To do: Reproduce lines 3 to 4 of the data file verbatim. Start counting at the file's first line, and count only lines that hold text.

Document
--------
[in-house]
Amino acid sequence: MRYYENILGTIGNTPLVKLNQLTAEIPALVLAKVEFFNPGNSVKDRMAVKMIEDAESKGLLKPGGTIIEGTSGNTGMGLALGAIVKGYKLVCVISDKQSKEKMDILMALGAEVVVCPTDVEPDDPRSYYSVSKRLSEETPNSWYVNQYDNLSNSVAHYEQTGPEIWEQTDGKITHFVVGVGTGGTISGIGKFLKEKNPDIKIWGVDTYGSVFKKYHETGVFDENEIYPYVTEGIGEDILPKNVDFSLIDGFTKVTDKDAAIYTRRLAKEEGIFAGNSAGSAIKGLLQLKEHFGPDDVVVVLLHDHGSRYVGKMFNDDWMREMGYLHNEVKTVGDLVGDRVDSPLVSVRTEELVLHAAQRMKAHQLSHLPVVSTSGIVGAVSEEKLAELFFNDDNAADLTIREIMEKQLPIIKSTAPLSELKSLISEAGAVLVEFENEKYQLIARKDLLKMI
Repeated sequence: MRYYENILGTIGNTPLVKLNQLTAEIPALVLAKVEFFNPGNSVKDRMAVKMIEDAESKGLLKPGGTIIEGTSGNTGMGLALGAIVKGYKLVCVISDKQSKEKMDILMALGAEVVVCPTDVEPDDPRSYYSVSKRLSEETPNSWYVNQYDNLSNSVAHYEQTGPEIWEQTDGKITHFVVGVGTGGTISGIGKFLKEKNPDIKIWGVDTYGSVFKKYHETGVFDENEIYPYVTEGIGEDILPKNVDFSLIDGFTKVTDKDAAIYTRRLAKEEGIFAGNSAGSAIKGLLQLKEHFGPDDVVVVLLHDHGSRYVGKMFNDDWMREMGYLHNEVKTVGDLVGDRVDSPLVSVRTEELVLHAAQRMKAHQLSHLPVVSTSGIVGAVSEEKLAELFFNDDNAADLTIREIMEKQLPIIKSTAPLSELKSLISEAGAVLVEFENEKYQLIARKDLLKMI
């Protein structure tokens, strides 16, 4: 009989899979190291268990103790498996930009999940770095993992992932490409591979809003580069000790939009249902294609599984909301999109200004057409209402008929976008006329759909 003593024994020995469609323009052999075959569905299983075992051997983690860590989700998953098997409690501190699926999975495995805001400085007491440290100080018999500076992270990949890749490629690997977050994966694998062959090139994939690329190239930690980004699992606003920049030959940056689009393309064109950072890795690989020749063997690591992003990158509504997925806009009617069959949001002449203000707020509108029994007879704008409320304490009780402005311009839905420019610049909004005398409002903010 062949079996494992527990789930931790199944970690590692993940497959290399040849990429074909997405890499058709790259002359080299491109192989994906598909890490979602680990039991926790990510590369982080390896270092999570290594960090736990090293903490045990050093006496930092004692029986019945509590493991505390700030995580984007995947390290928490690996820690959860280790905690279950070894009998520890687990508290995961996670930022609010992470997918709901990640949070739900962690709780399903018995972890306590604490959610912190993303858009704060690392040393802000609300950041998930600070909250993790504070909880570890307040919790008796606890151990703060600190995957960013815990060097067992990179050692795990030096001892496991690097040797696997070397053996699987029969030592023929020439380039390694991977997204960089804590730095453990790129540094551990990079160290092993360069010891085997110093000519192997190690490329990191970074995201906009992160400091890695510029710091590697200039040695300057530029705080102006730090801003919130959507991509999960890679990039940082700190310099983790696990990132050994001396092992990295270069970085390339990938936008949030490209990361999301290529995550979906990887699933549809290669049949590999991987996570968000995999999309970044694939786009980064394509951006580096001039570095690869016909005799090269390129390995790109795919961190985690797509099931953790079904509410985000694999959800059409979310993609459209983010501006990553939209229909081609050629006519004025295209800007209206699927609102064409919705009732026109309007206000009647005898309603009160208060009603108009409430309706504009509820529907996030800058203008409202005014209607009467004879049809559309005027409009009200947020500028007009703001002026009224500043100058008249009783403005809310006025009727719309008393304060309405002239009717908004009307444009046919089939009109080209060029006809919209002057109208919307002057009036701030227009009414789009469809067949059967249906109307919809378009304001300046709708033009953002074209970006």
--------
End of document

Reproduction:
Repeated sequence: MRYYENILGTIGNTPLVKLNQLTAEIPALVLAKVEFFNPGNSVKDRMAVKMIEDAESKGLLKPGGTIIEGTSGNTGMGLALGAIVKGYKLVCVISDKQSKEKMDILMALGAEVVVCPTDVEPDDPRSYYSVSKRLSEETPNSWYVNQYDNLSNSVAHYEQTGPEIWEQTDGKITHFVVGVGTGGTISGIGKFLKEKNPDIKIWGVDTYGSVFKKYHETGVFDENEIYPYVTEGIGEDILPKNVDFSLIDGFTKVTDKDAAIYTRRLAKEEGIFAGNSAGSAIKGLLQLKEHFGPDDVVVVLLHDHGSRYVGKMFNDDWMREMGYLHNEVKTVGDLVGDRVDSPLVSVRTEELVLHAAQRMKAHQLSHLPVVSTSGIVGAVSEEKLAELFFNDDNAADLTIREIMEKQLPIIKSTAPLSELKSLISEAGAVLVEFENEKYQLIARKDLLKMI
């Protein structure tokens, strides 16, 4: 009989899979190291268990103790498996930009999940770095993992992932490409591979809003580069000790939009249902294609599984909301999109200004057409209402008929976008006329759909 003593024994020995469609323009052999075959569905299983075992051997983690860590989700998953098997409690501190699926999975495995805001400085007491440290100080018999500076992270990949890749490629690997977050994966694998062959090139994939690329190239930690980004699992606003920049030959940056689009393309064109950072890795690989020749063997690591992003990158509504997925806009009617069959949001002449203000707020509108029994007879704008409320304490009780402005311009839905420019610049909004005398409002903010 062949079996494992527990789930931790199944970690590692993940497959290399040849990429074909997405890499058709790259002359080299491109192989994906598909890490979602680990039991926790990510590369982080390896270092999570290594960090736990090293903490045990050093006496930092004692029986019945509590493991505390700030995580984007995947390290928490690996820690959860280790905690279950070894009998520890687990508290995961996670930022609010992470997918709901990640949070739900962690709780399903018995972890306590604490959610912190993303858009704060690392040393802000609300950041998930600070909250993790504070909880570890307040919790008796606890151990703060600190995957960013815990060097067992990179050692795990030096001892496991690097040797696997070397053996699987029969030592023929020439380039390694991977997204960089804590730095453990790129540094551990990079160290092993360069010891085997110093000519192997190690490329990191970074995201906009992160400091890695510029710091590697200039040695300057530029705080102006730090801003919130959507991509999960890679990039940082700190310099983790696990990132050994001396092992990295270069970085390339990938936008949030490209990361999301290529995550979906990887699933549809290669049949590999991987996570968000995999999309970044694939786009980064394509951006580096001039570095690869016909005799090269390129390995790109795919961190985690797509099931953790079904509410985000694999959800059409979310993609459209983010501006990553939209229909081609050629006519004025295209800007209206699927609102064409919705009732026109309007206000009647005898309603009160208060009603108009409430309706504009509820529907996030800058203008409202005014209607009467004879049809559309005027409009009200947020500028007009703001002026009224500043100058008249009783403005809310006025009727719309008393304060309405002239009717908004009307444009046919089939009109080209060029006809919209002057109208919307002057009036701030227009009414789009469809067949059967249906109307919809378009304001300046709708033009953002074209970006």